From the late 1800s, Dr. David T. Porter was a Trustee of the Orphanage and one of its most generous contributors.  His brother and sister, James K. Porter and Mrs. Rebecca Porter Bartlett, were also active in the institution.  When Mrs. Bartlett died in January 1903, she left a substantial bequest to the Orphanage.  Her Will probated on January 22, 1903, set forth “… the remainder of my estate of every kind, character … I give, bequeath and devise to J.M. Dockeny, Elica H. Porter, John Quenton, John W. Dillard and Thos. B. Turley, as trustees – and to their successors in trust, … I direct that this fund shall be used … for the care and maintenance of orphans … whether orphaned by the death of one or both parents….” 

In 1904, in recognition of her generosity and the services of her late brother, the Home’s name was changed to the Porter Home and Leath Orphan Asylum. Some years later, the name was shortened to the Porter Home and Leath Orphanage. In 1912 the northern and southern areas of Memphis, Western Tennessee, Eastern Arkansas, Southeastern Missouri and Northern Mississippi were all devastated by Mississippi River flooding and the resulting backup of rivers and bayou canals in all of these areas.  This flood, like all later great Mississippi River floods, brought many destitute and homeless families and orphans to the high bluff areas of Memphis.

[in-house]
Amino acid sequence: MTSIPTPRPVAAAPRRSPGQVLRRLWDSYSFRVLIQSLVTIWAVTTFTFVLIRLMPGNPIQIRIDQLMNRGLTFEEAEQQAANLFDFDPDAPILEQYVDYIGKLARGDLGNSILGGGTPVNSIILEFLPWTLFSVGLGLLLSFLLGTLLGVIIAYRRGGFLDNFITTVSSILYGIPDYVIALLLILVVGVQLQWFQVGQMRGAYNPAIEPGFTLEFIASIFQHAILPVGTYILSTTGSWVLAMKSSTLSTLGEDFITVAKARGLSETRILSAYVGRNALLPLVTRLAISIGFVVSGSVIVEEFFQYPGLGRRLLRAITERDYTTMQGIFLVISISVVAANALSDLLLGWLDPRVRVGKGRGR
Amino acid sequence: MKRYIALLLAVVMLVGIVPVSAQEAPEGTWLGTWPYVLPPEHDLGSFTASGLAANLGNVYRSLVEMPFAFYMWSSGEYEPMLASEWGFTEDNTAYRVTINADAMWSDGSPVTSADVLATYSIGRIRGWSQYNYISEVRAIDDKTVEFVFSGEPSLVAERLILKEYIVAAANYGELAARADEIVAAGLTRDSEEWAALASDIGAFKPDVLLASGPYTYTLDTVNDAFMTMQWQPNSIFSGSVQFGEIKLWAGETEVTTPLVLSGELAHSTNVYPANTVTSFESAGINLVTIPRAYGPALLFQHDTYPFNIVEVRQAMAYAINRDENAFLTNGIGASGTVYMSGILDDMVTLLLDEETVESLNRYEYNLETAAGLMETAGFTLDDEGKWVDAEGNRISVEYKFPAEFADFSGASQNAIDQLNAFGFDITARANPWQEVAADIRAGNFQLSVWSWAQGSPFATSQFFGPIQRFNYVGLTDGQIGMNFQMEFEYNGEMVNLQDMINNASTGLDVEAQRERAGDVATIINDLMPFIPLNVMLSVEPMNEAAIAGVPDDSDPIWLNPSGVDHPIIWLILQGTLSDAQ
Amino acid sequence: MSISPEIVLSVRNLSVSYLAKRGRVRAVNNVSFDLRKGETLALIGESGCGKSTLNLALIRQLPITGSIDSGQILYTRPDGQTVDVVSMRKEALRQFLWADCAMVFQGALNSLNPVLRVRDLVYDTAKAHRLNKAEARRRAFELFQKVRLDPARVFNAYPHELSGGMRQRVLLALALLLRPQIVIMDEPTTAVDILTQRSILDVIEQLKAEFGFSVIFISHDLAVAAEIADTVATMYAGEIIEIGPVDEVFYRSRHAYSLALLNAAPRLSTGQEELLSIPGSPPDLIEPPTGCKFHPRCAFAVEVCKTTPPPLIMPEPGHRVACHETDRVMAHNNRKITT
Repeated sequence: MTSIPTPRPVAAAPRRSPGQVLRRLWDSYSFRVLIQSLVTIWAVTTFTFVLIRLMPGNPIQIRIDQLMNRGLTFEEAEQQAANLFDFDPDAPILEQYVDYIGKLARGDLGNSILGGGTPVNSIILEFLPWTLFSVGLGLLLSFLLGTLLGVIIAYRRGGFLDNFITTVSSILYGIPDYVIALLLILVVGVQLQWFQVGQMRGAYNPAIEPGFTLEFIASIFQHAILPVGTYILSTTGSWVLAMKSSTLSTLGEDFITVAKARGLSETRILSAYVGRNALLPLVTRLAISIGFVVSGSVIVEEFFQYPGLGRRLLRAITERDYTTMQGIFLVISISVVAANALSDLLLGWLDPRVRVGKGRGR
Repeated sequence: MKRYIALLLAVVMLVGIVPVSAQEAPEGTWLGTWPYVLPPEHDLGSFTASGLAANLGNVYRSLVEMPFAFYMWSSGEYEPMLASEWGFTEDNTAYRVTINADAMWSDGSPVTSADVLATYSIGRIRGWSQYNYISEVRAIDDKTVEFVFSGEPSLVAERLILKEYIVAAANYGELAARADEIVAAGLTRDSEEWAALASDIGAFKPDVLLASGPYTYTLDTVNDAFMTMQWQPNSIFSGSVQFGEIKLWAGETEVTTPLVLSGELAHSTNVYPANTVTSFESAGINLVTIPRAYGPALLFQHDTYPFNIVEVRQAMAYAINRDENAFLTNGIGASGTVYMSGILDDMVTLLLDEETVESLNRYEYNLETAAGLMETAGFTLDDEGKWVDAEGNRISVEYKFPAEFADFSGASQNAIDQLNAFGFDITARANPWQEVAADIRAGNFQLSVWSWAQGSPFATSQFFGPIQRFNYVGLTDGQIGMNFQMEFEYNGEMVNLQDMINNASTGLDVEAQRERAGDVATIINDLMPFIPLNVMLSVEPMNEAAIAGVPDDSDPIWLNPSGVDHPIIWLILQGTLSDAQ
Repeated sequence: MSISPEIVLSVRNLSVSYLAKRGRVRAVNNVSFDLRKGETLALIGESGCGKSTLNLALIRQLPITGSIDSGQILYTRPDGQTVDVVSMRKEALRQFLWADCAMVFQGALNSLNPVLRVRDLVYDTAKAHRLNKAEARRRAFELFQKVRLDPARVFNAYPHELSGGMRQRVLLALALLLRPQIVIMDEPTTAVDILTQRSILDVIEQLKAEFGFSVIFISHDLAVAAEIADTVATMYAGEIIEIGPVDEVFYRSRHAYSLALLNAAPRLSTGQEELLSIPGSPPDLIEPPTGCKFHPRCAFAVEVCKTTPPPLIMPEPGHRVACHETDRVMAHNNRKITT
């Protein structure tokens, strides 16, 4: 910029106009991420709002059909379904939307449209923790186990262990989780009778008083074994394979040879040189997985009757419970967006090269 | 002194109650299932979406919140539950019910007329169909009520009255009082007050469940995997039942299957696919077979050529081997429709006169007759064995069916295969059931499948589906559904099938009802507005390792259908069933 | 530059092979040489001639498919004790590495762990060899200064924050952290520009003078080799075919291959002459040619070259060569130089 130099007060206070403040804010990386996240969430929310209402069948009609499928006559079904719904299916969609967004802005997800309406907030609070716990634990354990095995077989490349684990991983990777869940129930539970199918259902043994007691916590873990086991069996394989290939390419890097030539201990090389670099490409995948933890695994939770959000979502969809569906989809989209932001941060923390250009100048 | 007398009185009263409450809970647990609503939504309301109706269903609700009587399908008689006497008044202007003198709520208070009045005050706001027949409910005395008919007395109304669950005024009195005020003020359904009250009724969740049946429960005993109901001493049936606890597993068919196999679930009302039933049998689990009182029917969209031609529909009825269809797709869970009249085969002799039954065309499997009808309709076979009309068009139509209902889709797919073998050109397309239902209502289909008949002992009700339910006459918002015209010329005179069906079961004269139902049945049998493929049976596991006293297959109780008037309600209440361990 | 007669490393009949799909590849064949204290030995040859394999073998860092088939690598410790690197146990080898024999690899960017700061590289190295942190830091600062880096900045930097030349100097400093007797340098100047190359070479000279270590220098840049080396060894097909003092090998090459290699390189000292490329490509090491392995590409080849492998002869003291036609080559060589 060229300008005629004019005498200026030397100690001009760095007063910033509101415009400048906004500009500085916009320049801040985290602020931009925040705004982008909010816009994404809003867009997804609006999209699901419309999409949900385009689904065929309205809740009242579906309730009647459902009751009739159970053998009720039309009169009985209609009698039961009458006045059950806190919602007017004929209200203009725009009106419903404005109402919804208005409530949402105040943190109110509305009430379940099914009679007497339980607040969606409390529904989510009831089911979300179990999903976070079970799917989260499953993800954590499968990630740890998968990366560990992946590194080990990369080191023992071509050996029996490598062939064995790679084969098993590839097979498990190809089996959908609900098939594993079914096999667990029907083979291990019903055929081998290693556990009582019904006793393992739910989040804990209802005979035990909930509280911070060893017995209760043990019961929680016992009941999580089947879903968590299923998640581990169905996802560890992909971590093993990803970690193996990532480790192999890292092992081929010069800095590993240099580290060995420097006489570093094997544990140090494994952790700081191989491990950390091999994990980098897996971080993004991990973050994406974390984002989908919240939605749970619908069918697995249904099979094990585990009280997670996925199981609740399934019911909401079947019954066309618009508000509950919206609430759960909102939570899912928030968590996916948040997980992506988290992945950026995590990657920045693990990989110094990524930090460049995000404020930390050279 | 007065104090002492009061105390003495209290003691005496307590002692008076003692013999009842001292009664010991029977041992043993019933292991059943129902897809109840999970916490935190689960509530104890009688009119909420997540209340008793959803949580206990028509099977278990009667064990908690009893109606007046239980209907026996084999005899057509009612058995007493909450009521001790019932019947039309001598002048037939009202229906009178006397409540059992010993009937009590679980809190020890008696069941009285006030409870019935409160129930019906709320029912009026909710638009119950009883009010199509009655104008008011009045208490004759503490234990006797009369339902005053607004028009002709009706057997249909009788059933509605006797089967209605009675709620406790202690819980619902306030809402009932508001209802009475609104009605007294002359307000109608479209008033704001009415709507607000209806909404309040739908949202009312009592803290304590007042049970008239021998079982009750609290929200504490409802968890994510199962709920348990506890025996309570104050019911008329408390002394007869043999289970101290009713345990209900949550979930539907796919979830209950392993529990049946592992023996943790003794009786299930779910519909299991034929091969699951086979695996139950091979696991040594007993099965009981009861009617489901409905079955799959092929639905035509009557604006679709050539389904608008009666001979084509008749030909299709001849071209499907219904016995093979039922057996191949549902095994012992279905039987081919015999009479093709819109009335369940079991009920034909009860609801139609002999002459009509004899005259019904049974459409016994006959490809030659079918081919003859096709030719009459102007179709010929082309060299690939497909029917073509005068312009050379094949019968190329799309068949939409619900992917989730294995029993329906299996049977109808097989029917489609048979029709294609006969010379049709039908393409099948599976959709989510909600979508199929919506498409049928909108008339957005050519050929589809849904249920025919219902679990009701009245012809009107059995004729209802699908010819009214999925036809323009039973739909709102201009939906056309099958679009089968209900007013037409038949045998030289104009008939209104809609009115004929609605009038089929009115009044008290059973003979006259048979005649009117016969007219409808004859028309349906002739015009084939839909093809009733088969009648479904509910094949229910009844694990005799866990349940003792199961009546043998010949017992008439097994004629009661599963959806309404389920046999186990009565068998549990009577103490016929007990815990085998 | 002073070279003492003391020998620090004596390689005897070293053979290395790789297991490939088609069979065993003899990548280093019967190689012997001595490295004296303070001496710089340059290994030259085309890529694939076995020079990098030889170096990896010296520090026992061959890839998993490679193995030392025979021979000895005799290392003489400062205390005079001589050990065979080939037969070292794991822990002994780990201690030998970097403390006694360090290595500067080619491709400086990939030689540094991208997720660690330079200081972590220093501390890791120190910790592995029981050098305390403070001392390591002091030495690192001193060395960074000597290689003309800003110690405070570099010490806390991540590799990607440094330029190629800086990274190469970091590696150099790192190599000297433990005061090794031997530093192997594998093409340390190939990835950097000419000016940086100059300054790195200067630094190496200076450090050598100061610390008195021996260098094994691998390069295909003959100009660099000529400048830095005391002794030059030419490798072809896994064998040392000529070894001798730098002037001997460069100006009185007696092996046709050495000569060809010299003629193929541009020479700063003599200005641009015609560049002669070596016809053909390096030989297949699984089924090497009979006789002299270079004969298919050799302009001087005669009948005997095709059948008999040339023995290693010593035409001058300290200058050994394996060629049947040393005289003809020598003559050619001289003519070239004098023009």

In 1919 the Porter Home and Leath Orphan Asylum published its Annual Report which included a “current” photograph of the main three-story building with its North Annex and a printed invitation stating “Visitors are welcome at the Home every Thursday afternoon.”

From the Leath Orphan Asylum and Children's Home for Orphan and Destitute Children Constitution and By-laws, 1900

Photo of orphanage welcoming visitors every Thursday afternoon